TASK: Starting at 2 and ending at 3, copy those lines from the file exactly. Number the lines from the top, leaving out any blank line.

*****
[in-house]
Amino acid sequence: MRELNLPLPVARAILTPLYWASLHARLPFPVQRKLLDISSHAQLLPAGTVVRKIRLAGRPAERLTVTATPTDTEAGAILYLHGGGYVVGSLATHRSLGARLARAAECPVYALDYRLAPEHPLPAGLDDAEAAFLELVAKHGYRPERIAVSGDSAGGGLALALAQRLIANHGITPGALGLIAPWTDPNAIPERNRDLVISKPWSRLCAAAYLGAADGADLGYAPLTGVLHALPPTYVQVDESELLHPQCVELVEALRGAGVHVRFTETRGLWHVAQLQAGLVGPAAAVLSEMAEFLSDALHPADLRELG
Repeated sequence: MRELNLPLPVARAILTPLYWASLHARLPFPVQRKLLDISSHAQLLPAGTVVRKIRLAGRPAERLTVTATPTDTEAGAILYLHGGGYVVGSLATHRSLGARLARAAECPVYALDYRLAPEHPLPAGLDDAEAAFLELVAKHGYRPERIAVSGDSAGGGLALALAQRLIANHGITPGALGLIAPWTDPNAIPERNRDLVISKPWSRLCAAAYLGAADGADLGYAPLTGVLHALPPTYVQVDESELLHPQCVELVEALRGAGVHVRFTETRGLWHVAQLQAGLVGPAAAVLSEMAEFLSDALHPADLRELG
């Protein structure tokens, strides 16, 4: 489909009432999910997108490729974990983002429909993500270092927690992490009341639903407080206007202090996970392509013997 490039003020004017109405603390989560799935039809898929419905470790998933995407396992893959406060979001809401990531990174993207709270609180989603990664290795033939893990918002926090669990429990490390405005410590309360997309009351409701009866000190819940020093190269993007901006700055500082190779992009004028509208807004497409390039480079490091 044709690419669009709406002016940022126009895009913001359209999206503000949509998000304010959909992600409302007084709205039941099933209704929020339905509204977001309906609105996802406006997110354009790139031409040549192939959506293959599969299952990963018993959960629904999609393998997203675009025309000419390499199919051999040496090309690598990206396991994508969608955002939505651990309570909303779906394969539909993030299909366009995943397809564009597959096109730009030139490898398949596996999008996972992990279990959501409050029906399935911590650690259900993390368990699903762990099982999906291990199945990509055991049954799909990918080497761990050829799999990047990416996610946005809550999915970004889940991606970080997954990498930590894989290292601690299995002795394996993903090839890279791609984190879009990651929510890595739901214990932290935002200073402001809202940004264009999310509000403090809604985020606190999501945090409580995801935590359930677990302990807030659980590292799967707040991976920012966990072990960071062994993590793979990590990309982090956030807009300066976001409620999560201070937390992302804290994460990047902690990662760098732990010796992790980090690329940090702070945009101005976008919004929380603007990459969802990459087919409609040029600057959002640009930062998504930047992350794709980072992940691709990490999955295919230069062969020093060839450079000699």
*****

Amino acid sequence: MRELNLPLPVARAILTPLYWASLHARLPFPVQRKLLDISSHAQLLPAGTVVRKIRLAGRPAERLTVTATPTDTEAGAILYLHGGGYVVGSLATHRSLGARLARAAECPVYALDYRLAPEHPLPAGLDDAEAAFLELVAKHGYRPERIAVSGDSAGGGLALALAQRLIANHGITPGALGLIAPWTDPNAIPERNRDLVISKPWSRLCAAAYLGAADGADLGYAPLTGVLHALPPTYVQVDESELLHPQCVELVEALRGAGVHVRFTETRGLWHVAQLQAGLVGPAAAVLSEMAEFLSDALHPADLRELG
Repeated sequence: MRELNLPLPVARAILTPLYWASLHARLPFPVQRKLLDISSHAQLLPAGTVVRKIRLAGRPAERLTVTATPTDTEAGAILYLHGGGYVVGSLATHRSLGARLARAAECPVYALDYRLAPEHPLPAGLDDAEAAFLELVAKHGYRPERIAVSGDSAGGGLALALAQRLIANHGITPGALGLIAPWTDPNAIPERNRDLVISKPWSRLCAAAYLGAADGADLGYAPLTGVLHALPPTYVQVDESELLHPQCVELVEALRGAGVHVRFTETRGLWHVAQLQAGLVGPAAAVLSEMAEFLSDALHPADLRELG